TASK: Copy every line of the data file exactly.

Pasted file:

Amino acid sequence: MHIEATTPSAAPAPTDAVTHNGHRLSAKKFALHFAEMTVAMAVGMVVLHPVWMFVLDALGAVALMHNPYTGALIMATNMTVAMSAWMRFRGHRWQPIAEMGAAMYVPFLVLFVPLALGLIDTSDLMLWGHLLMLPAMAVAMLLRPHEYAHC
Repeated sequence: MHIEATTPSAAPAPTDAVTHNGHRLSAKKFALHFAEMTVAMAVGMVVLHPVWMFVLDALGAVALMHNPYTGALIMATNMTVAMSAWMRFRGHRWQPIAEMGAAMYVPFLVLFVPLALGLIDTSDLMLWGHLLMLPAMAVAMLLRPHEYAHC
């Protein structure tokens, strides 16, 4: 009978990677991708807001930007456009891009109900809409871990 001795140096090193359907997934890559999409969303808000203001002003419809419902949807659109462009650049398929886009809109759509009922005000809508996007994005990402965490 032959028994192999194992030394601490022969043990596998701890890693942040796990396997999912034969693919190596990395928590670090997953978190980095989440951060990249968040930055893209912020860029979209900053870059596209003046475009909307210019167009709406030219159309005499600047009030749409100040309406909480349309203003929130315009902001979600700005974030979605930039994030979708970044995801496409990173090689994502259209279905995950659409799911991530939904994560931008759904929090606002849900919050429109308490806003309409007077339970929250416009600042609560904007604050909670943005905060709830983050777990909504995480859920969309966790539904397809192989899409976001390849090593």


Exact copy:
Amino acid sequence: MHIEATTPSAAPAPTDAVTHNGHRLSAKKFALHFAEMTVAMAVGMVVLHPVWMFVLDALGAVALMHNPYTGALIMATNMTVAMSAWMRFRGHRWQPIAEMGAAMYVPFLVLFVPLALGLIDTSDLMLWGHLLMLPAMAVAMLLRPHEYAHC
Repeated sequence: MHIEATTPSAAPAPTDAVTHNGHRLSAKKFALHFAEMTVAMAVGMVVLHPVWMFVLDALGAVALMHNPYTGALIMATNMTVAMSAWMRFRGHRWQPIAEMGAAMYVPFLVLFVPLALGLIDTSDLMLWGHLLMLPAMAVAMLLRPHEYAHC
């Protein structure tokens, strides 16, 4: 009978990677991708807001930007456009891009109900809409871990 001795140096090193359907997934890559999409969303808000203001002003419809419902949807659109462009650049398929886009809109759509009922005000809508996007994005990402965490 032959028994192999194992030394601490022969043990596998701890890693942040796990396997999912034969693919190596990395928590670090997953978190980095989440951060990249968040930055893209912020860029979209900053870059596209003046475009909307210019167009709406030219159309005499600047009030749409100040309406909480349309203003929130315009902001979600700005974030979605930039994030979708970044995801496409990173090689994502259209279905995950659409799911991530939904994560931008759904929090606002849900919050429109308490806003309409007077339970929250416009600042609560904007604050909670943005905060709830983050777990909504995480859920969309966790539904397809192989899409976001390849090593």